Researchers at QuTech—a collaboration between the TU Delft and TNO—have
reached a milestone in quantum error correction. They have integrated
high-fidelity operations on encoded quantum data with a scalable scheme for
repeated data stabilization. The researchers report their findings in the
December issue of Nature Physics.

### More qubits

Physical quantum bits, or qubits, are vulnerable to errors. These errors
arise from various sources, including quantum decoherence, crosstalk, and
imperfect calibration. Fortunately, the theory of quantum error correction
stipulates the possibility to compute while synchronously protecting quantum
data from such errors.

"Two capabilities will distinguish an error corrected quantum computer from
present-day noisy intermediate-scale quantum (NISQ) processors," says Prof
Leonardo DiCarlo of QuTech. "First, it will process quantum information
encoded in logical qubits rather than in physical qubits (each logical qubit
consisting of many physical qubits). Second, it will use quantum parity
checks interleaved with computation steps to identify and correct errors
occurring in the physical qubits, safeguarding the encoded information as it
is being processed." According to theory, the logical error rate can be
exponentially suppressed provided that the incidence of physical errors is
below a threshold and the circuits for logical operations and stabilization
are fault tolerant.

### All the operations

The basic idea thus is that if you increase the redundancy and use more and
more qubits to encode data, the net error goes down. The researchers at TU
Delft, together with colleagues at TNO, have now realized a major step
toward this goal, realizing a logical qubit consisting of seven physical
qubits (superconducting transmons). "We show that we can do all the
operations required for computation with the encoded information. This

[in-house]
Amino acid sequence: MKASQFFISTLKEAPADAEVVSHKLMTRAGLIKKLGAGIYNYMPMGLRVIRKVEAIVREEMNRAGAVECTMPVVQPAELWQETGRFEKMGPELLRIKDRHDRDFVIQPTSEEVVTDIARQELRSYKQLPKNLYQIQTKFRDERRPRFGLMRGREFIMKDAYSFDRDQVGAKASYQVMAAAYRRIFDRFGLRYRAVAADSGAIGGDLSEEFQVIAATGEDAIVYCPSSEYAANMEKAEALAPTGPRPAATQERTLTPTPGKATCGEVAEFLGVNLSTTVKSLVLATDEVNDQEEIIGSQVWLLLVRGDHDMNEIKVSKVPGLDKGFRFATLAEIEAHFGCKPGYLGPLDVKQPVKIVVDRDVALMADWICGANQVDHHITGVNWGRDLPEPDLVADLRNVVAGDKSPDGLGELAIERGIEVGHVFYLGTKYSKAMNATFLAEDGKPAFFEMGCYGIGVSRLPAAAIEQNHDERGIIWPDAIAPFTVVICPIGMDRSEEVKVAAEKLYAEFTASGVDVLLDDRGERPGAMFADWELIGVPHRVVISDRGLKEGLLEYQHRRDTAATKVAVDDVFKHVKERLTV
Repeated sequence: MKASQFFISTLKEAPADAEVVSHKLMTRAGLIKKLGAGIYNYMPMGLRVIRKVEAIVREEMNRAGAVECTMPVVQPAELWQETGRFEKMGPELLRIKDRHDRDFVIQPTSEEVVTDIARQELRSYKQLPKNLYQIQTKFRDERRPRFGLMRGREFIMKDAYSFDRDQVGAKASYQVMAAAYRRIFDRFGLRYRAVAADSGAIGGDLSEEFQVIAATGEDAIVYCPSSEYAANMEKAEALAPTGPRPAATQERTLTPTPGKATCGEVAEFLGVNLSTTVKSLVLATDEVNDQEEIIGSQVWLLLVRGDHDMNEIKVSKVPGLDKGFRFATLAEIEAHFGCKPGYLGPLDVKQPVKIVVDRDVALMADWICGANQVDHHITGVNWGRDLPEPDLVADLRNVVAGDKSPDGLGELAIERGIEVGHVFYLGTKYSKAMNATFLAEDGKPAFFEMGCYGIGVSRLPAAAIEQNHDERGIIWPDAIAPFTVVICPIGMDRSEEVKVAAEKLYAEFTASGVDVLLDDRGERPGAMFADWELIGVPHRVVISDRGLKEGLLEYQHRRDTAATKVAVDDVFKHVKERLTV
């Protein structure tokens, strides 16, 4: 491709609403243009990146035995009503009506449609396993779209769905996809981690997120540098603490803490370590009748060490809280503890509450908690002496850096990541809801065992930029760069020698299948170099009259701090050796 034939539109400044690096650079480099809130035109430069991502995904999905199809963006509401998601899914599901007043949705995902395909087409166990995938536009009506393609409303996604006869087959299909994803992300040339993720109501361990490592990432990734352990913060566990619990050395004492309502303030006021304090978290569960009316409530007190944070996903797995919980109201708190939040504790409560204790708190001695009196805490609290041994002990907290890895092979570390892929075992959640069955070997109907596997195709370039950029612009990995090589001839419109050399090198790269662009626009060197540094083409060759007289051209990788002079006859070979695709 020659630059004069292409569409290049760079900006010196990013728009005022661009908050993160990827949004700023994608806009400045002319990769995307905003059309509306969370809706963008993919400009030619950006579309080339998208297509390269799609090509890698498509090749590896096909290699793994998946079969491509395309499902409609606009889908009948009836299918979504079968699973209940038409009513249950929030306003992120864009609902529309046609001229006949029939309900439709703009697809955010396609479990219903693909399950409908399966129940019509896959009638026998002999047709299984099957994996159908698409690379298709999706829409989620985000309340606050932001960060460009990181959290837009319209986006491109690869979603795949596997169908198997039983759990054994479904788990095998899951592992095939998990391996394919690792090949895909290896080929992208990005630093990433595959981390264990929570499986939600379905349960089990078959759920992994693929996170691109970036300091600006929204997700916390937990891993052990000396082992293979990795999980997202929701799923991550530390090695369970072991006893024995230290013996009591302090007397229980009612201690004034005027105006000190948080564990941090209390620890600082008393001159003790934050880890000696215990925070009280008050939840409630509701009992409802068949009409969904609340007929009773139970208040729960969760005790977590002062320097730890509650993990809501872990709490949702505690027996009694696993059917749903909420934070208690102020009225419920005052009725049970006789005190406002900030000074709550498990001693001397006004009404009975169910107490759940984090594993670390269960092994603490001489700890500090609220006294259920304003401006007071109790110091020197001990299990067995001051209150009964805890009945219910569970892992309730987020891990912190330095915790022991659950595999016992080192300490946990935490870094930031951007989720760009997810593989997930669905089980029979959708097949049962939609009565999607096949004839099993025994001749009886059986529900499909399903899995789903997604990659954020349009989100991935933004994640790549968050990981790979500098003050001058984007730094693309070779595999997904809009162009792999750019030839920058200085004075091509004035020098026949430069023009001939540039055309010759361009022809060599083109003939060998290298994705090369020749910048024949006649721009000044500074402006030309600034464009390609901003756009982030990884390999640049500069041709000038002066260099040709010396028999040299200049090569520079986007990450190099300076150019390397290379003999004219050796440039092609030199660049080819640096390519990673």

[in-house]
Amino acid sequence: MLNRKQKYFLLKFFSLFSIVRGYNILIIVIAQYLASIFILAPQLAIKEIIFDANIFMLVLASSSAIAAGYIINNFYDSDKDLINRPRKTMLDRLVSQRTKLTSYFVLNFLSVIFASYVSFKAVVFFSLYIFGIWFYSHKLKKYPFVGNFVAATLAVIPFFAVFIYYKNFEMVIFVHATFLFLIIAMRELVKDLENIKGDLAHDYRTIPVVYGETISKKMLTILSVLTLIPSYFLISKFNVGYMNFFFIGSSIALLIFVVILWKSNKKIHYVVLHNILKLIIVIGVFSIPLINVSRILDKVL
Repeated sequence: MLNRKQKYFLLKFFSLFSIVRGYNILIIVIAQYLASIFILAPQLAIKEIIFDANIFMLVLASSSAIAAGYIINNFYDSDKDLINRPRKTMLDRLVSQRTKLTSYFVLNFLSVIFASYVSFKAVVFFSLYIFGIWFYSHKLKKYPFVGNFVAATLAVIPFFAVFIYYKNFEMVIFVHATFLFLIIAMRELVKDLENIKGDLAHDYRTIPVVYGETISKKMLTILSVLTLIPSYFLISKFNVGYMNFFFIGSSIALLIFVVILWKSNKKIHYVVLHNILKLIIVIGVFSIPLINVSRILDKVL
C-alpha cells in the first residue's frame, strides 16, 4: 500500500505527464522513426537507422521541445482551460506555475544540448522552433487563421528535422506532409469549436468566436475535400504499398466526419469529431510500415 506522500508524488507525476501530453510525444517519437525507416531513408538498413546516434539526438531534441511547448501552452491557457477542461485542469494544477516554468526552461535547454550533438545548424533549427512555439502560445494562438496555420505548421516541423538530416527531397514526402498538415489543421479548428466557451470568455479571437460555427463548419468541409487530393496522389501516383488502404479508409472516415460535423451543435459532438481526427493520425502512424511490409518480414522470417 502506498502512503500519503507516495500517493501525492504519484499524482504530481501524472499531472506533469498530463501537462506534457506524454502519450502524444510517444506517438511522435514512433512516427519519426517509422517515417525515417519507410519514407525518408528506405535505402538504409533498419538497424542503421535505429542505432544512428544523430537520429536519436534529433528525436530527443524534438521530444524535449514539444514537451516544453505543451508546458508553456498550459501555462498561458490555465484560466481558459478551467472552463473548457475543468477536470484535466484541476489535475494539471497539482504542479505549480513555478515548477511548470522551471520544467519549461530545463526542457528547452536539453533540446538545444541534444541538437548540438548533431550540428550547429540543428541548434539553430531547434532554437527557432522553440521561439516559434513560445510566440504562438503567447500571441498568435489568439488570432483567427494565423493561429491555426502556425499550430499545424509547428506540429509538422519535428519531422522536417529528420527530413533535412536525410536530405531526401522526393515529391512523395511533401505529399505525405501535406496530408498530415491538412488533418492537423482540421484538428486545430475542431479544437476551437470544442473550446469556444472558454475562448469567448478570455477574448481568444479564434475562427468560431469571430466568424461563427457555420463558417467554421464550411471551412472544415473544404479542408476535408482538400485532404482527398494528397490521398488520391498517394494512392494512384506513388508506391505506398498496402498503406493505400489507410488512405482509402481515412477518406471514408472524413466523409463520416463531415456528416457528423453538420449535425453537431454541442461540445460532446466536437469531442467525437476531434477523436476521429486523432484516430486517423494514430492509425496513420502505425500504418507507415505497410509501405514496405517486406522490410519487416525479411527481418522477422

integration of high-fidelity logical operations with a scalable scheme for
repeated stabilization is a key step in quantum error correction," says Prof
Barbara Terhal, also of QuTech.

First author and Ph.D. candidate Jorge Marques further explains, "Until now
researchers have encoded and stabilized. We now show that we can compute as
well. This is what a fault-tolerant computer must ultimately do: process and
protect data from errors all at the same time. We do three types of
logical-qubit operations: initializing the logical qubit in any state,
transforming it with gates, and measuring it. We show that all operations
can be done directly on encoded information. For each type, we observe
higher performance for fault-tolerant variants over non-fault-tolerant
variants." Fault-tolerant operations are key to reducing the build-up of
physical-qubit errors into logical-qubit errors.

### Long term

DiCarlo emphasizes the multidisciplinary nature of the work: "This is a
combined effort of experimental physics, theoretical physics from Barbara
Terhal's group, and also electronics developed with TNO and external
collaborators. The project is mainly funded by IARPA and Intel Corporation."

"Our grand goal is to show that as we increase encoding redundancy, the net
error rate actually decreases exponentially," DiCarlo concludes. "Our
current focus is on 17 physical qubits and next up will be 49. All layers of
our quantum computer's architecture were designed to allow this scaling."

### Reference:

J. F. Marques et al, Logical-qubit operations in an error-detecting surface
code, Nature Physics (2021).
DOI: 10.1038/s41567-021-01423-9

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